Rated 3 out of 5 by from Reading and not Teaching -Fascinating Topic though Reading and not Teaching -Fascinating Topic though I jump at any chance to get my hands on courses exploring medieval times so I was excited to see this course released. However, as I progressed listening to this course on the Wondrium app I must've gone back and forth half a dozen times on whether I should purchase it and add to my library or pass. It was on that borderline on "not worth listening to again in the future" and "good enough history to add to the collection". It wasn't until around lecture 9 that I decided to pull the trigger and purchase: the discussions of the complicated relationships between Florence, the Pope, the French, and the Holy Roman Empire were fascinating but in all honesty I struggled to like this course at times. I think the main reason was the presentation style. The professor’s presentation was more reminiscent of an emotionless narrator of an audiobook than someone attempting to teach and connect with their audience. I'm not even sure it is mostly his fault. The recent trend in TGC in which professors sit down and deliver their lectures as if they are being interviewed so needs to change. I miss the days of the professor moving about, using all of his/her body language to convey points or emphasis main points with voice intonation changes. The commanding presence is sorely missing. Instead I think another reviewer hit it on the head: we get a dude reading to the camera. And while sitting down no less. It truly was like someone reading a book. SIGH. And it is too bad because the professor has an excellent voice for teaching and for presenting clearly and he has obviously studied this area so fastidiously, his expertise is clear to see. I was just hoping for more personality---an offhand comment off script or a laugh every now and then and not just straight relating of the content. The best TGC presenters draw you in to the story and refuse to let you go and if you try to get away they fight harder---and you find yourself wishing it no other way (Professor Bucholz!). Still the course has a good historical account of the Medici family dynasty from the late 14th century to the early 18th century centering on each of the patriarchs of the family through the generations and how they contributed politically, economically, and culturally to Florence. Florence’s complicated interactions with Milan, Venice, Rome (the papacy), France, and Spain are covered in detail and were the highlight of the course (or at least these medieval foreign affairs always interest me personally anyway). The professor did a great job covering and returning time and again to one of the course's common themes: the centuries long tension between the ideals of Florentine republicanism and Medici aristocracy rule. That dichotomy and the "white myth" and "black myth" theme were interesting and while the professor is in general favorable to the family he does balance it with opposing views. One other tidbit: the course seemed to be mistitled. It was more a history of the high politics of Florence and the rule of the Medici than of the Renaissance or a detailed account of how the family influenced the movement. Sure you'll hear about Michelangelo and the classics and artwork and architecture that capture the age but this isn't a 12 lecture survey of the connections between the Medici and the Renaissance. Sorry if I sound like a conspiracist but could the word "Renaissance" have been added to the title as somewhat of a "throw-in" to get more search hits/connect with a wider audience? Considering the professor covered each Medici family head in detail I was a little disappointed that his narrative of the family ceased with Cosimo I, Grand Duck of Tuscany and there wasn't at least a brief summary of his successors until the family's rule ended in the early 1700's. Okay I've been harsh enough for today. Despite my reservations and being on the fence with this course I would still recommend it to anyone interested in medieval history or European politics in general or the Medici and Florence specifically. I learned a lot about the Medici family and its influence on Florence through the centuries. That is a win in my book. Still I can't help but feel this course could've been so much more.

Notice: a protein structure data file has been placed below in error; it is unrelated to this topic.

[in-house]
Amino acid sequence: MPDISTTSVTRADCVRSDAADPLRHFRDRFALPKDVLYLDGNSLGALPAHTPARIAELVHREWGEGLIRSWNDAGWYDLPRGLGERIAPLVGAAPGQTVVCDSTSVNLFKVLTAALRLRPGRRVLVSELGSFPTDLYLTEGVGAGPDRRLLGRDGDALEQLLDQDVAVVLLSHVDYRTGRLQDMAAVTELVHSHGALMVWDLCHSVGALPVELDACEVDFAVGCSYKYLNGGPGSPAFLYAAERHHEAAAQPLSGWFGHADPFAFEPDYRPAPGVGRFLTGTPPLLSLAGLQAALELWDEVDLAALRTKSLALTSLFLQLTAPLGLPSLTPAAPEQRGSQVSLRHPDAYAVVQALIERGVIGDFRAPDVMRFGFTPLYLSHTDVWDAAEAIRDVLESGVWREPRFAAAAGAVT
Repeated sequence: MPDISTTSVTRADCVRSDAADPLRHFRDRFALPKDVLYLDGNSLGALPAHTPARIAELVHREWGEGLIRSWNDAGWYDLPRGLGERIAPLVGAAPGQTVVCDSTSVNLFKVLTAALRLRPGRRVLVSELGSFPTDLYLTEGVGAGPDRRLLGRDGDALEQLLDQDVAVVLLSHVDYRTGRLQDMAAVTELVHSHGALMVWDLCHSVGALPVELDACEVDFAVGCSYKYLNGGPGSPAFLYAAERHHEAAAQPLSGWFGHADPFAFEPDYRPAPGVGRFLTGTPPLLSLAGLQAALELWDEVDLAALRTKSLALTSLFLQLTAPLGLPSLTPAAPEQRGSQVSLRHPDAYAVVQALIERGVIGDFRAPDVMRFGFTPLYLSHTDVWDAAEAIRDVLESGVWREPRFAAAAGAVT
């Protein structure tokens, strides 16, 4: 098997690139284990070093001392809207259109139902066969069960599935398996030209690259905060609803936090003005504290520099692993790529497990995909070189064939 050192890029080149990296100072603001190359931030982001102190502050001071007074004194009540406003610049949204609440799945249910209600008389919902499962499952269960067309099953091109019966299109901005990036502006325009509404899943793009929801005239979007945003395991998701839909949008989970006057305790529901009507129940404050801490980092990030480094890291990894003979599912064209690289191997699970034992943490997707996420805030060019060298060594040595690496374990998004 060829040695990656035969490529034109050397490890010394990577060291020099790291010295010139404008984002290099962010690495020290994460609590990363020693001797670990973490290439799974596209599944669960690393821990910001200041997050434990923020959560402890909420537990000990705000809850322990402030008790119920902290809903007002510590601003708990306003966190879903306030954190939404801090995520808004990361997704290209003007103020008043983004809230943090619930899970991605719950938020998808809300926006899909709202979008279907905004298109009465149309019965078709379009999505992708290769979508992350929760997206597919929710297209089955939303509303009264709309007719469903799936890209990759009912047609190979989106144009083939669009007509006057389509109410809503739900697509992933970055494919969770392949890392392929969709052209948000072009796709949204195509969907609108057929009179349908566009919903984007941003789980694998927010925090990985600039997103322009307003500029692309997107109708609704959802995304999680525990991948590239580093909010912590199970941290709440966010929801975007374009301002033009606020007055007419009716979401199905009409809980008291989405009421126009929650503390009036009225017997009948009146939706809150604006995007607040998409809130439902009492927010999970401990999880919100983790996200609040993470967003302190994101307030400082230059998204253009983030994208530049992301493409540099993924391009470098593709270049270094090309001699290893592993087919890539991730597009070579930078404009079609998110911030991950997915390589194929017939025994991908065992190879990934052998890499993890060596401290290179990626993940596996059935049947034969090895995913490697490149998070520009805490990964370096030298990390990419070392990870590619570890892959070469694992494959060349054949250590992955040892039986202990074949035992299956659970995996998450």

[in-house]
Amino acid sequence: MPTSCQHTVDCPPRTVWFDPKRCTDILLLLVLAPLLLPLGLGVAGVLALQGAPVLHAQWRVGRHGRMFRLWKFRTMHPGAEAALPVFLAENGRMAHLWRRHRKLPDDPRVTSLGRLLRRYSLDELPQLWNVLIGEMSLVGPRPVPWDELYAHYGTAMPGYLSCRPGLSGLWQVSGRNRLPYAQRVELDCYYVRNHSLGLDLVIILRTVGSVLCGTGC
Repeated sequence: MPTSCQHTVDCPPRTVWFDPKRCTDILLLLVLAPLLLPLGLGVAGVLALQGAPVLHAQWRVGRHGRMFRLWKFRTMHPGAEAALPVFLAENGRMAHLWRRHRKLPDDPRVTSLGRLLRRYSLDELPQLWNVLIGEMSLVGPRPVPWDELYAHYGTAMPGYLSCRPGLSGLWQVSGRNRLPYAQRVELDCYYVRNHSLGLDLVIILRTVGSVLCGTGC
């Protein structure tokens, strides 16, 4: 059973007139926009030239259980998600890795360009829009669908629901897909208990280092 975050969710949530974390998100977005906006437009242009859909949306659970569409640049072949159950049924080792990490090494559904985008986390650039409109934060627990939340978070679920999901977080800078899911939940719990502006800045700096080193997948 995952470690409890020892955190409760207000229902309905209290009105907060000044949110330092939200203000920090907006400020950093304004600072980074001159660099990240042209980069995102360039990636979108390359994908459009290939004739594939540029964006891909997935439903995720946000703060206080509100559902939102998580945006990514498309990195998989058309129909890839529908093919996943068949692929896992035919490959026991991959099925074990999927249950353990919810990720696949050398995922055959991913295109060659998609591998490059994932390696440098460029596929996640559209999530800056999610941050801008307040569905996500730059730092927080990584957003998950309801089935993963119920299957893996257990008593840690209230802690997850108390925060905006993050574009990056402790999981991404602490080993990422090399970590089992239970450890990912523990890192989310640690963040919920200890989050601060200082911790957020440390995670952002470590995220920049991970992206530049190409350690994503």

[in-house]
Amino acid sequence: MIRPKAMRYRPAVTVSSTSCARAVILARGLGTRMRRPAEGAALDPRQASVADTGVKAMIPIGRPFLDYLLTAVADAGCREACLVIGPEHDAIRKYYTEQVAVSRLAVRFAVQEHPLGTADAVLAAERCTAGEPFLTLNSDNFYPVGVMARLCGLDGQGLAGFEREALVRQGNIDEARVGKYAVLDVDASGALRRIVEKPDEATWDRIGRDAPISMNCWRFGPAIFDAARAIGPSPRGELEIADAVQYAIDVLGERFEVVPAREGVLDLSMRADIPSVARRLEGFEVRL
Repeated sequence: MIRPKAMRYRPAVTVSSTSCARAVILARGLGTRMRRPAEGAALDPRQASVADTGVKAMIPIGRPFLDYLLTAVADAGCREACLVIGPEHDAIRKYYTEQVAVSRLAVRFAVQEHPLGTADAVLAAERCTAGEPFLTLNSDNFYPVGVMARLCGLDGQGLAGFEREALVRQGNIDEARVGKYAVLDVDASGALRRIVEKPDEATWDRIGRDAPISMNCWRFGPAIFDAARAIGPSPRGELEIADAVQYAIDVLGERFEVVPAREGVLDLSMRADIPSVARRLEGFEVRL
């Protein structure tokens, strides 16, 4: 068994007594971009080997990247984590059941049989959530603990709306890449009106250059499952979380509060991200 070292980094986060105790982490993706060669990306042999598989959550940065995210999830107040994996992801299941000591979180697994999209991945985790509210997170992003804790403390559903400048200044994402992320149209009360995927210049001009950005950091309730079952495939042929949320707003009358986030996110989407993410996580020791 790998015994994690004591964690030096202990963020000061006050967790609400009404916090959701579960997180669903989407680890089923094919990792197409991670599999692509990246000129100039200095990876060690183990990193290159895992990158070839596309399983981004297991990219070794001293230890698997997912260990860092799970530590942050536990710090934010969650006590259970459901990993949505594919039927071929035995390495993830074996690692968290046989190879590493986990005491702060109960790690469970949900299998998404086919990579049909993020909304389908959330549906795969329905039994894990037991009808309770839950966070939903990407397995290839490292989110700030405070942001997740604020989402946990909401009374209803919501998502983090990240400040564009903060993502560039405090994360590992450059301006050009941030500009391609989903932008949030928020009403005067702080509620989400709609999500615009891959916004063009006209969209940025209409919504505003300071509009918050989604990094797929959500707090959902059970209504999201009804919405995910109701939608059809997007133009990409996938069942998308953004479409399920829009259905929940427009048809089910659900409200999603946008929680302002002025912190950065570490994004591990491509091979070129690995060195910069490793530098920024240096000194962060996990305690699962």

Date published: 2021-09-04